A New York Times article on this subject offers two interesting points.
“The shorthand of it is that women run for office to do something, and men run for office to be somebody,” said Debbie Walsh, director of the Center for American Women and Politics at Rutgers University.
Men are more likely to view the sexual opportunities that come from power as a fruit of the "somebody" they have become, rather than as an obstacle to the "something" they want to do.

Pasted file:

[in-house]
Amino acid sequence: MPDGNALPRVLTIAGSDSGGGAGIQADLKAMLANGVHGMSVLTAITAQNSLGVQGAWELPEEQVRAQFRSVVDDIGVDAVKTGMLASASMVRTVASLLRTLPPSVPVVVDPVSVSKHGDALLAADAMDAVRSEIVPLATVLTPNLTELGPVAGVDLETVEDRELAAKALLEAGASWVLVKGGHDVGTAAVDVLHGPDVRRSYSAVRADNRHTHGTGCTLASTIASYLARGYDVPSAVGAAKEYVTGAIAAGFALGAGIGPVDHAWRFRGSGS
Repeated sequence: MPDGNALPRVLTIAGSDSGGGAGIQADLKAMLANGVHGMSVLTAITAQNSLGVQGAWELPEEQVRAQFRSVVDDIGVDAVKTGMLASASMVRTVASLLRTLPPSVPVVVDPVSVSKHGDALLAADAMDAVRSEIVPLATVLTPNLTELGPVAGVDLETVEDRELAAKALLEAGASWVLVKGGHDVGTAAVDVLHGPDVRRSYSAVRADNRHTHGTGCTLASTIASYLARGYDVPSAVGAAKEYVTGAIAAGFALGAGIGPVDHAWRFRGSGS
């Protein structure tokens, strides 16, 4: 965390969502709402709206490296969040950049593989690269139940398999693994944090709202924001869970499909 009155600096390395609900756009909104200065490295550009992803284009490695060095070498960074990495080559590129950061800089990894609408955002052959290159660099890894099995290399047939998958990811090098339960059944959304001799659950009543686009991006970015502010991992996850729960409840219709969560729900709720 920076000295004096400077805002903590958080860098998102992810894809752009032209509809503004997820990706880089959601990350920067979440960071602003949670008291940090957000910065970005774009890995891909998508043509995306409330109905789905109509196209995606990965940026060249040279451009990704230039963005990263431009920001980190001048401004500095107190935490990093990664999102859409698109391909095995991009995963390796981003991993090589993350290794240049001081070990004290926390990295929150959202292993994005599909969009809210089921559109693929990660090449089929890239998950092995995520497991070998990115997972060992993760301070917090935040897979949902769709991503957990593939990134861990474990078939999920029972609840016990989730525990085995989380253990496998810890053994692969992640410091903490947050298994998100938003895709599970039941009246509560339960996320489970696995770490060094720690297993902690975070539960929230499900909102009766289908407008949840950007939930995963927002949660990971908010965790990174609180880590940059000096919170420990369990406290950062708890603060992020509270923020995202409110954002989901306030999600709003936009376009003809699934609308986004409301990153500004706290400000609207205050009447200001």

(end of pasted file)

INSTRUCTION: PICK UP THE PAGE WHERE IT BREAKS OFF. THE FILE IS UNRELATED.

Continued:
Second, Dee Dee Meyers, who survived the Bill Clinton sex scandal when she was his press secretary, says that men in power feel invincible.
I connect this idea with Susan Pinker's contention that women, no matter how powerful, are more likely to feel like imposters.
This makes me expect that men ease up on their self-control as they become more powerful, whereas women increase their self-control as they become more powerful. This increased self-control would explain why women in power as so much less likely to engage in scandalous sex. And because power requires increasing vigilance for women, but not for men, that would contribute to why fewer women than men are willing to seek power in the first place.